ON THE PACIFIC, Day 3: A big fish-ing expedition

From June 25 to July 9, UO senior physics instructor Dean Livelybrooks and a team of national scientists on board the Atlantis research vessel will recover earthquake-monitoring equipment in the Pacific Ocean. Follow tweets and other activity at @uocas and #uoshiptrip. Visit explorationnow.org/atlantis to follow the action live. To read previous dispatches from the Atlantis, visit http://around.uoregon.edu/cascadia-initiative.

This humpback whale breached on the afternoon of June 27, much to the excitement of us onlookers.

It seems fitting, given this research mission is essentially about hooking some very big – and somewhat elusive – creatures.

Under the Cascadia Initiative, supervised by UO geophysicist Doug Toomey, dozens of seismometers – each about the size of a bathroom garbage can – have been planted on the ocean floor off the Northwest coast, to measure vibrations of tectonic plates. This data will ultimately give scientists a better picture of what a major earthquake could do to the region.

Some of the seismometers are housed in heavy-metal shields called “trawl-resistant mounts,” which protect them from fishing nets. These devices weigh 1,500 to 1,800 pounds each.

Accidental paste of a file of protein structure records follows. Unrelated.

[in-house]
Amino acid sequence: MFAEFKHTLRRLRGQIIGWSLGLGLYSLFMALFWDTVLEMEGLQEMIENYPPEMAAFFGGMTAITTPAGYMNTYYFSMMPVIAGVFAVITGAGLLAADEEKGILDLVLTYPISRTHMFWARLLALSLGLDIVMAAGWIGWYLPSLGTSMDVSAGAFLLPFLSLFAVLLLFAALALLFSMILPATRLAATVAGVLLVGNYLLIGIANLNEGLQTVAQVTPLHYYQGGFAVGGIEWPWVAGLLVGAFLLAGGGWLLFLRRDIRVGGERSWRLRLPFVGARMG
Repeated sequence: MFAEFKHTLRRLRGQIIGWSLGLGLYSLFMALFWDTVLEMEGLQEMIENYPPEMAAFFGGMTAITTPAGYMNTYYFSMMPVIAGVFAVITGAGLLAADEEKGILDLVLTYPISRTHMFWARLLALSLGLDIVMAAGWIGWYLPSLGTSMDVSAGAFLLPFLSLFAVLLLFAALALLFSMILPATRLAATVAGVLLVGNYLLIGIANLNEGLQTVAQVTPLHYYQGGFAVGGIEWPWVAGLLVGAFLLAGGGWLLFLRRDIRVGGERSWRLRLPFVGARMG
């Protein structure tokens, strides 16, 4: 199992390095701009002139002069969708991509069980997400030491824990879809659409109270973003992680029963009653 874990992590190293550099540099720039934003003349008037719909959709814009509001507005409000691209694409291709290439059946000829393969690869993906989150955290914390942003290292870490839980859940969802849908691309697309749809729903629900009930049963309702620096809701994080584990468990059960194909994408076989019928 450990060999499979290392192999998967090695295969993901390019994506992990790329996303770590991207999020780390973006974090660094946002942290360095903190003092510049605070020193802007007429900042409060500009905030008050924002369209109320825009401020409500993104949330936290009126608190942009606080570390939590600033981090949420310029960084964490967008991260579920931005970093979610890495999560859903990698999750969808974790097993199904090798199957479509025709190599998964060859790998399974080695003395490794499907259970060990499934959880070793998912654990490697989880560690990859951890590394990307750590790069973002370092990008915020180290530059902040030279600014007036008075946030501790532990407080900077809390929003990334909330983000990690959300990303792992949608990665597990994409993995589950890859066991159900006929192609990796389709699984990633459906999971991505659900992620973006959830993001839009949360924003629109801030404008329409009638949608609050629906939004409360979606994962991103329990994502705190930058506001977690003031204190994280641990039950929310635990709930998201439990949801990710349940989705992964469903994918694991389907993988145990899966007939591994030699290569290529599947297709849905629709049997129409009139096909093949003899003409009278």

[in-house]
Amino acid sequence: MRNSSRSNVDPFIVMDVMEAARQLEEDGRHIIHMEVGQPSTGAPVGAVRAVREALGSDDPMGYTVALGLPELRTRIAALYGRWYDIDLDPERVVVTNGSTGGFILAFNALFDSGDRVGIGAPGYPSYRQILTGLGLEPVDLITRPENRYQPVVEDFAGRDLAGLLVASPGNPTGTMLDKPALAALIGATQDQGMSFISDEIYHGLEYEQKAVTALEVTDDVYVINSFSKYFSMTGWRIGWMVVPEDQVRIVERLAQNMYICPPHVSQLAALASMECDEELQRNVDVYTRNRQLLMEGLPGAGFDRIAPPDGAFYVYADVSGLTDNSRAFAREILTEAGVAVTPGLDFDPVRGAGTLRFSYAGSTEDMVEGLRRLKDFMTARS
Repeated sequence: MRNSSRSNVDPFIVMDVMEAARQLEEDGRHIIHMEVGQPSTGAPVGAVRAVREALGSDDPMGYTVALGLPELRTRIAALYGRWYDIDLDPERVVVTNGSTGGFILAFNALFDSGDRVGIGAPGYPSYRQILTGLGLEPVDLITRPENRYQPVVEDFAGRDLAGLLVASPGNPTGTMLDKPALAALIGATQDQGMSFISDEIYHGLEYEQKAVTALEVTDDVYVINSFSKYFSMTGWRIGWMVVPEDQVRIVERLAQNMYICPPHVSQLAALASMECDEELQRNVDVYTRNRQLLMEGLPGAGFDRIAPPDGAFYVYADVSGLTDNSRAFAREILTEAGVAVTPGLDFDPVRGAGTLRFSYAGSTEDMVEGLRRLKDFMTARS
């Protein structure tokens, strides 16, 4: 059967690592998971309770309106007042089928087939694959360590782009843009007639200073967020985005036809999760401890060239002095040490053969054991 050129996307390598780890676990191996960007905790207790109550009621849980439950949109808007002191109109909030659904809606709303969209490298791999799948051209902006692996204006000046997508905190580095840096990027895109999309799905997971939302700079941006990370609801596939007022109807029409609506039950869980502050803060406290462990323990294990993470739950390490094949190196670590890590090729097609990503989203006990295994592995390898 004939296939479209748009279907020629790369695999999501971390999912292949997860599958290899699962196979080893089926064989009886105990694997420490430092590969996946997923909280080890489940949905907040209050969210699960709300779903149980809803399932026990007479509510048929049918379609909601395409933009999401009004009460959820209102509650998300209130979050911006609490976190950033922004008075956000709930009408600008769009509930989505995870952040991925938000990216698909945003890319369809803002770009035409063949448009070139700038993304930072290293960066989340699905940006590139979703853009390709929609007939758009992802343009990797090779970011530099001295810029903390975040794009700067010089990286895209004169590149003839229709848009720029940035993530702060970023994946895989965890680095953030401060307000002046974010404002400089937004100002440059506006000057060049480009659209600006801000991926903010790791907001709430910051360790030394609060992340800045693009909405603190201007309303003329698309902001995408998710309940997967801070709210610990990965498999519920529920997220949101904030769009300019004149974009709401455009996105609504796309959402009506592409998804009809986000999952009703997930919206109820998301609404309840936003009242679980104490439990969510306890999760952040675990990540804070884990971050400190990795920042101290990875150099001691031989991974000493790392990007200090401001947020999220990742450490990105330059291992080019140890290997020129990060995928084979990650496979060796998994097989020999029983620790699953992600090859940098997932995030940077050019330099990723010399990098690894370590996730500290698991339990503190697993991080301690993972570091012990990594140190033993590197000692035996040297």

After scientists have located one of the seismometers using the remotely operated vehicle called “Jason,” the fishing begins: The device must be hooked and pulled to the surface.

On June 27, the team “hooked” a seismometer off the coast near Waldport. It was roughly a half-mile down.

What followed was a process familiar to anybody who fishes for big fish: Using a crane and a winch, the ship crew slowly pulled the device up. At times, the crane let out a little line, easing the tension; then, it would reel it all back in and then some, slowly bringing the device to the surface.

Let a little line out, take a little more back in. Repeat. This continued for nearly three hours.

Eventually, the crew won the day – its prize, a 1,500-pound device-with-seismometer lying on the deck.

A whale of a catch, so to speak. And for the scientists at least, just as exciting as seeing the real thing.

- by Matt Cooper, UO Office of Strategic Communications